Cornell Walker cited that the project was started based on drought.

“It will not reach 50 percent of the county. If there is a serious drought, most of the citizens like myself are going to have to drill another well,” Walker said. “So to spend $25 million on something which does not benefit the citizens of Prince Edward County, to me is not a very good investment.”

He noted, “Any entity that will put $25 million into a business with no investment makes it a very foolish investment.”

Walker noted that, as they've heard before, there are more ways in which $25 million could be invested to prosper the county.

“We need a different way to prosper,” he said.

Speaker Henry Shelton offered that he had been there several times opposing what he described as a “tax-eating monster,” before going on to detail a list of issues of concern.

Sam Campbell offered that the hearing was “absurd and should never have been scheduled. You are holding a public hearing on a comprehensive agreement that will not and cannot be implemented because it contains false information. The water plant design, the cost of the water plant, the size of the water plant and whether to run lines east depend on Crewe participating. You do not have that commitment so this public hearing is invalid.”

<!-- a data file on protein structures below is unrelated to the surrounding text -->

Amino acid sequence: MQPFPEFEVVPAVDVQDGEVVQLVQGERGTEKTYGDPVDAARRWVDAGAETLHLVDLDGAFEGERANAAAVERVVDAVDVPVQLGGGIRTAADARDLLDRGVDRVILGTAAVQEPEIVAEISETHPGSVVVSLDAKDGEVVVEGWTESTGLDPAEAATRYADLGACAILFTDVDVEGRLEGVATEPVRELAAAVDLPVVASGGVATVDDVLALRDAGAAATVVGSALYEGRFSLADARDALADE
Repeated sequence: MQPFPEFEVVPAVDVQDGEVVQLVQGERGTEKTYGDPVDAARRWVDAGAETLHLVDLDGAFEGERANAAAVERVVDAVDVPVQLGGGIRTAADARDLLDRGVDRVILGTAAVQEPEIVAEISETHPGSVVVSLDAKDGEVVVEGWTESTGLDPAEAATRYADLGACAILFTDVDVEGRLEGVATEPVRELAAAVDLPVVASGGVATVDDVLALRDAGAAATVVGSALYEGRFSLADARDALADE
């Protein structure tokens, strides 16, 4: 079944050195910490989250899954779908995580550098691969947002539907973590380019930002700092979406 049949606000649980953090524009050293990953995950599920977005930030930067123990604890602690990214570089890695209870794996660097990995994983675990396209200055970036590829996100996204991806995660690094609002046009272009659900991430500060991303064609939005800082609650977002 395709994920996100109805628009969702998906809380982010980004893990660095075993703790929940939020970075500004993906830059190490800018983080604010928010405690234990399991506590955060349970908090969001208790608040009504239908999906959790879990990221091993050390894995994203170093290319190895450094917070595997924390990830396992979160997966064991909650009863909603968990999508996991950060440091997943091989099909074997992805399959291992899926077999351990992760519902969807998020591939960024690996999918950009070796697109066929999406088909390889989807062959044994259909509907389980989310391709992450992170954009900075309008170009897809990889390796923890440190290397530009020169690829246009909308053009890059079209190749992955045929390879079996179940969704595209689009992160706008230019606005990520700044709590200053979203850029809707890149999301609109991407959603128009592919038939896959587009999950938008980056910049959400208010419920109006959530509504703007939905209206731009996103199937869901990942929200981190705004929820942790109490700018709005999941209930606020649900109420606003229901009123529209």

Campbell also took aim at Chairman Fore.

“The only reason I can figure that Mr. Fore has pushed this project for this far for so long is so he wants a legacy. Mr. Fore, if all you want's a legacy, do not saddle the citizens of this county with a debt… I will donate my time and resources to provide you with a brass plaque with your name on it and erect it at a spot of your choosing.”

Campbell also asserted, “There will be a tax increase as a result of this project.”

He recommended that they put the idea of construction in a time capsule, forget about it and revisit the need in 20 years. He also suggested that they start negotiations with the Appomattox River for providing them water in the meantime.

Wendy Oliver, also leveling criticism and concerns, assessed that it should be put on the ballot box to let the people decide.

“You're not god,” she said. “You can't tell if there's gonna be another drought like 2002 and, if there is, right around me, there's four watersheds. Open the gates. They flood into Buffalo Creek, which fills into Wilck's Lake and you've got water. I'm well water, you're not gonna help me. If my well goes dry, are you gonna pay, Mr. Fore, for my well to be re-dug? How about you Mr. McKay, you gonna pay for it? You gonna get me water out where I live at?”

Ms. Oliver offered that they need “to take this and dump it. You've wasted enough of our taxpayers' money and our time with this…”